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Vlakvark Does Balule Camp

Balule Satellite Camp is situated almost centre in the Kruger National Park, very close to the Olifants River. It is a very small camp with only 15 sites. An adjacent fenced area consists of 6 huts with their own ablution and kitchen facilities. There is no electricity. Paraffin lamps are used to light the ablution at night and there are gas geysers supplying hot water. The central kitchen area is equipped with two large gas fridge/freezers. 

Check-in for Balule can be done either at Satara Rest Camp or Olifants Rest Camp. As we were travellng from the south, we checked in at Satara. Unfortunately recent heavy rain had closed many of the gravel roads in the area so we were forced to travel on the tar road in many places. The low-level bridge between Balule and Olifants Camp was also flooded so we had to take the long way around to get supplies.

I absolutely loved Balule! When we arrived at the gate we were greeted by Vivian, a bubbly lady who you can clearly see, loves her job. It was busy and the only camp site available was number 4 which had no shade. It was right on the perimeter fence and we were visited by an elephant herd. We coped just fine for the night and the next day moved into the neighbour’s spot, number 3. Not on the fence but a lovely shady area. Vivian is the heart and soul of Balule. She keeps the camp spotless. Every evening she walks around to each camp site wishing everyone a pleasant evening. 

Game viewing in the area is excellent. Due to the road closures we were unable to do many of the “favourite” routes like brunch at the Timbavati Picnic Site. Instead we stuck to a loop very close to camp. We went out on the S89 gravel road and very close to the Ngotso Weir we noticed Impala looking anxious. We stopped and watched a couple of hyena for a little and suddenly out of nowhere came a young impala bolting across the road in front of us, followed by a wild dog on its heals. A few seconds later, the rest of the pack followed. We will never know if the hunt was successful. A few seconds earlier or later, we would never have known they were in the area!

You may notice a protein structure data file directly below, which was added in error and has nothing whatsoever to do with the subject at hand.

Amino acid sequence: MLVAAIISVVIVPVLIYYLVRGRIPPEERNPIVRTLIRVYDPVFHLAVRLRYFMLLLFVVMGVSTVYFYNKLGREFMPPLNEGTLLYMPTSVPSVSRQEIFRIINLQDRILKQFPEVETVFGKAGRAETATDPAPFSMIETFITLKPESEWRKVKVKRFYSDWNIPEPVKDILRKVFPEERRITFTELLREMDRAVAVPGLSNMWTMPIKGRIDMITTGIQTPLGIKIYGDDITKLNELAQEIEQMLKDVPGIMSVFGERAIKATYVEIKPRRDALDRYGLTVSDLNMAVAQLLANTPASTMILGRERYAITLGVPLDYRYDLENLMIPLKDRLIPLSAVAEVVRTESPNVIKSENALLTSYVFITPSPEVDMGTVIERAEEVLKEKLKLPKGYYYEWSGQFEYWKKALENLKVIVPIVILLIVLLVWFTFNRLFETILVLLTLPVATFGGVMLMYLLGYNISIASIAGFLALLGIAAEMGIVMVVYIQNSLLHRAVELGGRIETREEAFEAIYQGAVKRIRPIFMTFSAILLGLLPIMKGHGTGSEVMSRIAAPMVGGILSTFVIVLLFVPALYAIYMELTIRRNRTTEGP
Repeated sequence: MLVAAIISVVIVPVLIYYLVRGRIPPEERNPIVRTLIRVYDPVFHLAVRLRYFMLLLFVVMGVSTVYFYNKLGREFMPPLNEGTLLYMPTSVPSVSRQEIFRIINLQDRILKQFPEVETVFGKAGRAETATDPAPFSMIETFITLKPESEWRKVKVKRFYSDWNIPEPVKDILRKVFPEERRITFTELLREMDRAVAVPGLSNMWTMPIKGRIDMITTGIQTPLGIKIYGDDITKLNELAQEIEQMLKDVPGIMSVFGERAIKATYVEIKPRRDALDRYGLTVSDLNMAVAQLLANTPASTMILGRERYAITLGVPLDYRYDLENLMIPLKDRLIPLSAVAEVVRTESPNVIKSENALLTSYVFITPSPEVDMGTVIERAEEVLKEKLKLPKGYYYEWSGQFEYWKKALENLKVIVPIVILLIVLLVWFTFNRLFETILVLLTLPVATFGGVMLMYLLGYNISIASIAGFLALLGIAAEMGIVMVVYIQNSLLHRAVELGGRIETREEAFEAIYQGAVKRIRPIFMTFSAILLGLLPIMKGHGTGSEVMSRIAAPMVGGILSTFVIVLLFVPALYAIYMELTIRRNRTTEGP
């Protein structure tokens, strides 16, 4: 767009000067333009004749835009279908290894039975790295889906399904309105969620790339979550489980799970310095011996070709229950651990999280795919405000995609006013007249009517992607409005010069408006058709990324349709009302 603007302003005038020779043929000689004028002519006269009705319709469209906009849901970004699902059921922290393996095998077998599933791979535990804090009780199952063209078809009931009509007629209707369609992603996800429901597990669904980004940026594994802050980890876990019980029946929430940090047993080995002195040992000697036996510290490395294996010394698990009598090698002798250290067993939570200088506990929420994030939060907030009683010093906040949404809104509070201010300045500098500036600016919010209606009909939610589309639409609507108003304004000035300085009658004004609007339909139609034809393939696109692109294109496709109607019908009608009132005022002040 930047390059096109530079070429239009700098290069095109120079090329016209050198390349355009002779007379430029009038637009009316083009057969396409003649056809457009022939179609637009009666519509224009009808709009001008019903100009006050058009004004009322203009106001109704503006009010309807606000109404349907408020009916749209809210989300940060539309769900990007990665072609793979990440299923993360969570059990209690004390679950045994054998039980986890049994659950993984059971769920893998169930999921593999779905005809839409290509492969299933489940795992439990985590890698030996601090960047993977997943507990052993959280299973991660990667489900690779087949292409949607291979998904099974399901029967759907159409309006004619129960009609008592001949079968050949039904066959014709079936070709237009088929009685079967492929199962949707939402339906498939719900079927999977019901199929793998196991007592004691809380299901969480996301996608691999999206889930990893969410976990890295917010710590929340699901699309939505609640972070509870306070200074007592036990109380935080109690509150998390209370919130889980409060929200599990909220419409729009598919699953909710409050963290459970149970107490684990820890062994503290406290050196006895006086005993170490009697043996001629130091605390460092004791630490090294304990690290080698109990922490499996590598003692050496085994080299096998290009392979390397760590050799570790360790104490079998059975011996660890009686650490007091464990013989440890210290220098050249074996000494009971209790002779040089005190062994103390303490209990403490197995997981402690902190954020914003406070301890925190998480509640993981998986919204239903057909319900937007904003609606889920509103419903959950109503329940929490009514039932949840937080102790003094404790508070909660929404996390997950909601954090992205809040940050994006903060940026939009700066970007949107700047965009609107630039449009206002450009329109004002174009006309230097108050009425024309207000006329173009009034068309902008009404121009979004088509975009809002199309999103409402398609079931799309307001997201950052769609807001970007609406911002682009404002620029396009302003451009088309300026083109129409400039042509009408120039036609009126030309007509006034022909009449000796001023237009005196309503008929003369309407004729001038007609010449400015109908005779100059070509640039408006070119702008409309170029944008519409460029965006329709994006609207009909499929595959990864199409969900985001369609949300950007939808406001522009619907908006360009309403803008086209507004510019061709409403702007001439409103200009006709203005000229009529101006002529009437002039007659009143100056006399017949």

We turned left and headed south on the H1-4. About 2km ahead a lone car stopped us, indicating to an area just off the edge of the road. And there he was, a gorgeous male cheetah (collared). We watched him for a while and headed a little further south on the tar to the one way gravel road, S147 that loops back to the S89 and Balule. This is just a gorgeous road. We didn’t even see another vehicle and had loads of plain game and birds of prey. We stopped next to a small river in the shade and ate our breakfast. Life is good!

We visited Olifants Rest Camp a couple of times during our stay at Balule, purely for the shop to stock up on ice. As residents in the satellite camp however,  you are permitted to use the swimming pool at Olifants. This is especially nice for people camping with children in the summer months. The shop is very well stocked and there is a lovely restaurant and lookout point over the river.

In conclusion, Balule is tops! I would go back just for the wonderful attitude displayed by Vivian, but in truth there is so much to go back for. Awesome little camp in the top 3 in Kruger alongside Tsendze and Maroela.

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